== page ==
The online payment processor PayPal is considered the “go to” utility for online payment processing, particularly for individuals and many small businesses. Indeed, since its inception in 1998, it has become so popular that large online vendors who used to exclusively utilize large payment processors now include PayPal alongside their regular payment options. PayPal is also the premier payment option for eBay buyers and sellers. The service has over 110 million active users and can be used to make purchases at thousands of online merchants.
Anyone who is familiar with the #paypalsucks hashtag however, is probably aware that not everyone is a PayPal fan. The company has found itself at the center of numerous controversies over the years, some users going public with complaints over frozen accounts and poor customer service.
In April of this year, PayPal froze the assets of Pink Pagoda Girls, the company that provides services for relocating baby girls in The People’s Republic of China who are at risk for female infanticide due to that nation’s “one child per family” laws. The story of The Pink Pagoda, the organization that executes travel and placement for the baby girls, was detailed in the book The Pink Pagoda: One Man’s Quest to End Gendercide in China.
At first, PayPal demanded Pink Pagoda Girls’ bank records, their business description, and other documents, including proof that the organization was a 501(c)3 nonprofit entity, citing a policy that demands they have proof of such things for the Internal Revenue Service (IRS).
For a number of organizational and practical reasons, Pink Pagoda Girls is not a nonprofit corporation, something they make quite clear to all of their participants seeking to aid in the company’s mission. Pink Pagoda Girls’ officers informed PayPal that the organization is not a nonprofit; it pays taxes as a Limited Liability Corporation (it is registered in the US as such); thus, it could not provide proof that it is not a nonprofit.
For some reason, this didn’t seem to matter to PayPal. In a frustrating bureaucratic nightmare reminiscent of the Terry Gilliam film Brazil, PayPal insisted that Pink Pagoda Girls was indeed a nonprofit organization, and reaffirmed their request for the relevant documentation. In fact, every overture toward clarifying the legal entity status to PayPal on the part of Pin Pagoda Girls was met either by the same form email, or the same canned response from PayPal personnel.
The PayPal website currently shows that the requisite proofs of identity have been fulfilled by Pink Pagoda Girls, yet there is no longer a utility (or link) on the “Resolution” webpage to communicate with PayPal (as there was when the issue was raised) – and Pink Pagoda Girls’ funds remain frozen.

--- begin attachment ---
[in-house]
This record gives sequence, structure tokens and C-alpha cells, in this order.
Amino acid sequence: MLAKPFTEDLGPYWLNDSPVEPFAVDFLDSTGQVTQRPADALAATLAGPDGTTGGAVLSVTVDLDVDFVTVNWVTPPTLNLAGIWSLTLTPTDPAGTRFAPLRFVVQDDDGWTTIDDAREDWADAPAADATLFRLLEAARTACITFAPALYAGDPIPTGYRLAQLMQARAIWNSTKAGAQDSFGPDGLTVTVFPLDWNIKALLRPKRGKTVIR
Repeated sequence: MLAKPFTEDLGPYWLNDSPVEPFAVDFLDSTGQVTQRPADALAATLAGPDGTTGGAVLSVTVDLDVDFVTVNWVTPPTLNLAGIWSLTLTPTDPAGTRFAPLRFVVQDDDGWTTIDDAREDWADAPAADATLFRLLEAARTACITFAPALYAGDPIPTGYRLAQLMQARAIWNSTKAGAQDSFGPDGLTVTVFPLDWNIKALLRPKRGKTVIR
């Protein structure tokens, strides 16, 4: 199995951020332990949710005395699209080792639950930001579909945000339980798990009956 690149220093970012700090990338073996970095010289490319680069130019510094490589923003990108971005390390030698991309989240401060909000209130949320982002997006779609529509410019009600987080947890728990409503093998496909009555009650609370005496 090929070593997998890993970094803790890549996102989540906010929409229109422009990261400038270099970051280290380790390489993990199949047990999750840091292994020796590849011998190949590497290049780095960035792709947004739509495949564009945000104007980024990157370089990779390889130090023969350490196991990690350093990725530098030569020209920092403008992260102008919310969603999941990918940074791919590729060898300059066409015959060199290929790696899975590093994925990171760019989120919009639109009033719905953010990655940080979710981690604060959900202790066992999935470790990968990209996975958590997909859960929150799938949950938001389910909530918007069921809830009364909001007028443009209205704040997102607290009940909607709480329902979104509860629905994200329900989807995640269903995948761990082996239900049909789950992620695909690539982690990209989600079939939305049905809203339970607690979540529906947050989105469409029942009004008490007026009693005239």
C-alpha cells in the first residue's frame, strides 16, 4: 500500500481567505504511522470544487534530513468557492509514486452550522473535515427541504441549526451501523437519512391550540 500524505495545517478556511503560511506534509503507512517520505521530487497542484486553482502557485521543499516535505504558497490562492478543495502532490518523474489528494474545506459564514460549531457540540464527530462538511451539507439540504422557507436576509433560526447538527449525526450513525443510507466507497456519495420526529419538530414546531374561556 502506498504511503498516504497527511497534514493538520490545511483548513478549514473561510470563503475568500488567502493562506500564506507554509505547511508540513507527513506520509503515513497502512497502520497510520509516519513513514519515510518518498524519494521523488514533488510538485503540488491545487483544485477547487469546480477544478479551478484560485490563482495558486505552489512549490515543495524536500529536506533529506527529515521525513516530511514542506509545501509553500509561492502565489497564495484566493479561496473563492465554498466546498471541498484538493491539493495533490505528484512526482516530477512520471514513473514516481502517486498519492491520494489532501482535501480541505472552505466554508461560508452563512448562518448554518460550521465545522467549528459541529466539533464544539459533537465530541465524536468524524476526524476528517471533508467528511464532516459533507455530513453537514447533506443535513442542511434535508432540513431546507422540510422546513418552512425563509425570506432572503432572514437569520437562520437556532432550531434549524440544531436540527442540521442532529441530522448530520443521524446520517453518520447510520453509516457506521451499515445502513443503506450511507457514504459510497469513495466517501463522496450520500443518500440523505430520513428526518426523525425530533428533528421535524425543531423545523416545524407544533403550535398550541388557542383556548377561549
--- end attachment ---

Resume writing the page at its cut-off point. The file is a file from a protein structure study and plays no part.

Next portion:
Is this mere bureaucracy or some sort of contrived targeting? While PayPal has been accused of being a left-leaning company with a history of inconveniencing overtly right-leaning customers, others have accused it of being a right-leaning company with a history of inconveniencing overtly left-leaning customers. Disgruntled customers on both sides of the political spectrum claim to have been targeted or persecuted by the company for their political leanings. There is also plenty of online testimony that PayPal is notorious for arbitrarily freezing accounts and being extremely difficult to communicate with.
So, for nearly four months now, funds that have been provided by conscientious people for services intended to aid at-risk baby girls in China are sitting idly in the PayPal’s coffers, earning interest (presumably along with the funds of other irate PayPal users) that neither Pink Pagoda Girls nor the girls they are trying to rescue will ever see. As detailed in the book The Pink Pagoda, baby girls in China whose parents desire sons are routinely drowned in rivers, buckets, and toilets, strangled, suffocated, or buried alive.
Pink Pagoda Girls’ founder, Dr. Jim Garrow recently expressed his frustration with the PayPal stalemate. “Normally we would never have set up a site for the receipt of gifts or donations as we are clearly not a charity. We are a philanthropic effort and self-supporting. We set up the PayPal account on our website as an accommodation to all the folks who indicated that they had felt led to gift monies to the Pink Pagoda Girls effort. PayPal continues to ask us for proof that we are a charity. Are these people insane, in need of remedial reading lessons, or is this another outworking of the left’s attack on everyone who seems right wing to them?”
Regardless of the leanings of PayPal’s executives and administrators, one would think that the welfare of baby girls possibly facing death might transcend petty ideology, and that having made clear their legal standing, Pink Pagoda Girls would have long since had their funds released. After all, there is ample evidence in the public and IRS records that they are a prominent and legitimate business with many supporters.
For the last month however, all communications to PayPal from Pink Pagoda Girls have gone unanswered, and two weeks ago, PayPal also discontinued Pink Pagoda Girls’ ability to receive funds as well – yet they are prohibited from closing their account and choosing another payment processor, per PayPal policies.
“We’ll let you know if the phone rings, though,” Dr. Garrow told Instigator News. “I don’t know how PayPal gets its license to operate as a bank, but it should lose that right. They are clearly motivated by something other than being of service.”